In contrast to Küper et al. [46], who demonstrated that there was a higher congruence of plant biodiversity when hotspot was redefined, we found that the extent of spatial congruency identified was low overall for the three measures of richness (total species, ED, endemic species) for all shark and ray species and the threatened species only. These results highlight considerable differences in the spatial distribution patterns of some biodiversity hotspots for sharks and rays, depending on the species richness measure used. The low congruency we have found between different measures of richness caution that it might be inappropriate to use total species richness as the sole feature of biodiversity to focus conservation attention towards. Our findings highlight that hotspots identified with other desirable species richness measures can be lost if there is a sole focus on total species richness, which has been a common strategy in identifying important areas for conservation [10,47]. If congruency among these hotspots identified with the different richness measures were high, then it would be reasonable to assume that relying on any one measure would be adequate to determine important areas for conservation that represented all three richness measures. However, our results demonstrate that this is not the case, and that not considering certain species richness measures can result in the exclusion of important features of biodiversity for conservation attention (e.g. endemic, threatened, evolutionarily distinct species). The low level of spatial congruency between the species richness measures also means that a relatively small fraction of the world’s ocean area could provide a tractable focal point for global shark and ray conservation. However, we caution that this kind of focal conservation strategy would still need to account for the opportunities and challenges presented by differing social, economic and cultural contexts [48,49], in addition to the abundance, dispersal abilities, and activity patterns of the wide range of shark and ray species [50].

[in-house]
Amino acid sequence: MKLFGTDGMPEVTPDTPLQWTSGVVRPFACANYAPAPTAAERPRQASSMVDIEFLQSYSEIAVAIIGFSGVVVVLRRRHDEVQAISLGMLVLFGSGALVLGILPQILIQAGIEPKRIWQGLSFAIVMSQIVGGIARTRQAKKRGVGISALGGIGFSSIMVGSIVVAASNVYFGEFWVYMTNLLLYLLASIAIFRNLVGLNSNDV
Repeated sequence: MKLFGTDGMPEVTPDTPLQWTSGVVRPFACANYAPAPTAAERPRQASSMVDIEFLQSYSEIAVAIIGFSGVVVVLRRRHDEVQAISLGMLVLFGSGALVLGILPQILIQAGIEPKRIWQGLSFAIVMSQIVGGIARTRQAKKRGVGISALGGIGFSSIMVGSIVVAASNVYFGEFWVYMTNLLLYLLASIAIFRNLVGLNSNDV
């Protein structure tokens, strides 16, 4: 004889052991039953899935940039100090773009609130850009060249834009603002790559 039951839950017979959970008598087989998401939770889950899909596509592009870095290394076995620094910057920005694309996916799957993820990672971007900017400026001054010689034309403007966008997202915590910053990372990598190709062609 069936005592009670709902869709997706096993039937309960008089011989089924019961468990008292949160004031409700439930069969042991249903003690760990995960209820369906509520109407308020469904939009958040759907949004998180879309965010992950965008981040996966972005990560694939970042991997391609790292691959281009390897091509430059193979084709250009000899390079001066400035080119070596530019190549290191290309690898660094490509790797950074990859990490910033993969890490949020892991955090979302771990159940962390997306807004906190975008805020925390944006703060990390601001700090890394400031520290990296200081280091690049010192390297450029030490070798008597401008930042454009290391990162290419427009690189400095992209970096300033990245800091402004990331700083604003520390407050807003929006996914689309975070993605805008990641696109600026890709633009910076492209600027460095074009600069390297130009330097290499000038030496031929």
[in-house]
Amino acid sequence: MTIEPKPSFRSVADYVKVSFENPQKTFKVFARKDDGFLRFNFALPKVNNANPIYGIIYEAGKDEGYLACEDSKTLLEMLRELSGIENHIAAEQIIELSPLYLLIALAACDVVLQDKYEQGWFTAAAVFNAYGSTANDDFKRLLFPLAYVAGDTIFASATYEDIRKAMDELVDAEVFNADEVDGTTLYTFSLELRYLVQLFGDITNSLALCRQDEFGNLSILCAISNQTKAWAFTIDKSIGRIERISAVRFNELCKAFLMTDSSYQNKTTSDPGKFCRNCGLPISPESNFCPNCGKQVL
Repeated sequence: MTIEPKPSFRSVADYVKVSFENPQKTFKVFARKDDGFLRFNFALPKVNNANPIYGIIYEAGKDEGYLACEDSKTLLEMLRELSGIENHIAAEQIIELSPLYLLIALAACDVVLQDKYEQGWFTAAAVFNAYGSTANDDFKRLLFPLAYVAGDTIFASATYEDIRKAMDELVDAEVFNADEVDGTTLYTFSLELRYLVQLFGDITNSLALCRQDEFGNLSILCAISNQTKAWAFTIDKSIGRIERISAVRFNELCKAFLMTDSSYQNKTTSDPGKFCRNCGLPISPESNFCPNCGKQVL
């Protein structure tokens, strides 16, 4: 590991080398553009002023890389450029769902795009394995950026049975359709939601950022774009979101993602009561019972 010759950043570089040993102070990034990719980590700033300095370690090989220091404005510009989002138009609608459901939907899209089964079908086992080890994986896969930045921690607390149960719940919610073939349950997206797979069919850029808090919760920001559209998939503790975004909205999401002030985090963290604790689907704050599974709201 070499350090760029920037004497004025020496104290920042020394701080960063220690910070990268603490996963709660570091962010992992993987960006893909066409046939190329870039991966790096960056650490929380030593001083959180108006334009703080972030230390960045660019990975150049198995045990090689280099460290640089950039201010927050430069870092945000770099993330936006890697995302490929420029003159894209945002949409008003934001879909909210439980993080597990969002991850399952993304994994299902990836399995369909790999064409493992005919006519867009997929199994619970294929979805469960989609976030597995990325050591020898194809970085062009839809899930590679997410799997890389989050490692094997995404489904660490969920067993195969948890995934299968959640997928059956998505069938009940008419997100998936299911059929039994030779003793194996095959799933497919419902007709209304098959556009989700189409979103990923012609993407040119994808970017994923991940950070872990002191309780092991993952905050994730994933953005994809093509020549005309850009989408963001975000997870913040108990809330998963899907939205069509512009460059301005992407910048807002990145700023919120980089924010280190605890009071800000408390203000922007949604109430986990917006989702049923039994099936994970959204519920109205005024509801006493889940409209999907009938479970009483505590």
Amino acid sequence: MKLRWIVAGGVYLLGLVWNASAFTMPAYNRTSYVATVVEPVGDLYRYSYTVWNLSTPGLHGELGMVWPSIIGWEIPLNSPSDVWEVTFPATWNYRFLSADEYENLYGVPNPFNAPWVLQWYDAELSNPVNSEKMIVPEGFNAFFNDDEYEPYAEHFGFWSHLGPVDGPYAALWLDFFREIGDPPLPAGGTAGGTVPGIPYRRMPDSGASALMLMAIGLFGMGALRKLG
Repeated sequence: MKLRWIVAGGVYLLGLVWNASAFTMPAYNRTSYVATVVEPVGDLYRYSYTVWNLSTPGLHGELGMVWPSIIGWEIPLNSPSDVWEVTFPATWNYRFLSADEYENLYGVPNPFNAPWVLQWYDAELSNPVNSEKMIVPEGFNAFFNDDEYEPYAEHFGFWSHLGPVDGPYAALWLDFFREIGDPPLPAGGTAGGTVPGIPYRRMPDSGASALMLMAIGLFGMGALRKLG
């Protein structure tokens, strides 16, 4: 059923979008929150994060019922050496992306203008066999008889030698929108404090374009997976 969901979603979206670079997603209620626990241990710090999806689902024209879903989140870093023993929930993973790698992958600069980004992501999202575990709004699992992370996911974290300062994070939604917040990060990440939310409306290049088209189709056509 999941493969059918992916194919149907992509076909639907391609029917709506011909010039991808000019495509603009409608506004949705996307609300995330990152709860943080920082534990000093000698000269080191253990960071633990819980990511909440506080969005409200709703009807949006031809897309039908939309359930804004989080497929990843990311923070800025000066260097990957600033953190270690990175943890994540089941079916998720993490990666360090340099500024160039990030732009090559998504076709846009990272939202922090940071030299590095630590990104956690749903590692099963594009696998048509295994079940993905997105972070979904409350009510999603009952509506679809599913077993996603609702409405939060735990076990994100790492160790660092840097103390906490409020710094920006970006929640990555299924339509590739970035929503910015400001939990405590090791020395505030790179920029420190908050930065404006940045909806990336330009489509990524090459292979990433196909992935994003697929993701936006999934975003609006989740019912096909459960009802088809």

Interestingly, there was a relatively high spatial overlap of 43% between the hotspots identified for ED species richness and total species richness, when considering all shark and ray species. For the threatened species however, this overlap was considerably lower, at 4.02%. This finding of high congruency is supported by the suggestion that areas of high total species richness tend to be made-up of wide-ranging species, a characteristic commonly found in evolutionarily distinct species [9]. It is also potentially of little surprise that ED species overlap highly with total species richness because sharks and rays are one of the most evolutionarily diverse species groups with the average species embodying over 26 million years of shared unique evolutionary history [27]. Furthermore, until the last decade, it was believed that areas of high total species richness harboured both a high number of endemic and threatened species for two reasons: (1) those areas experience greater levels of threatening processes such habitat transformation and exploitation, and (2) they are likely to be inhabited by species that are on average at a greater risk to these threatening processes [1,51]. More recently however, Orme et al. [22] demonstrated weak relationships of congruence between threat and total species richness from terrestrial avian fauna, further highlighting the necessity of using different types of species richness measures to identify important areas for biodiversity conservation [22]. Our study is one of the first to demonstrate a relatively high degree of spatial congruence between hotspots of ED species richness and total species richness of all shark and ray species, as compared to the overlap of endemic species and total species.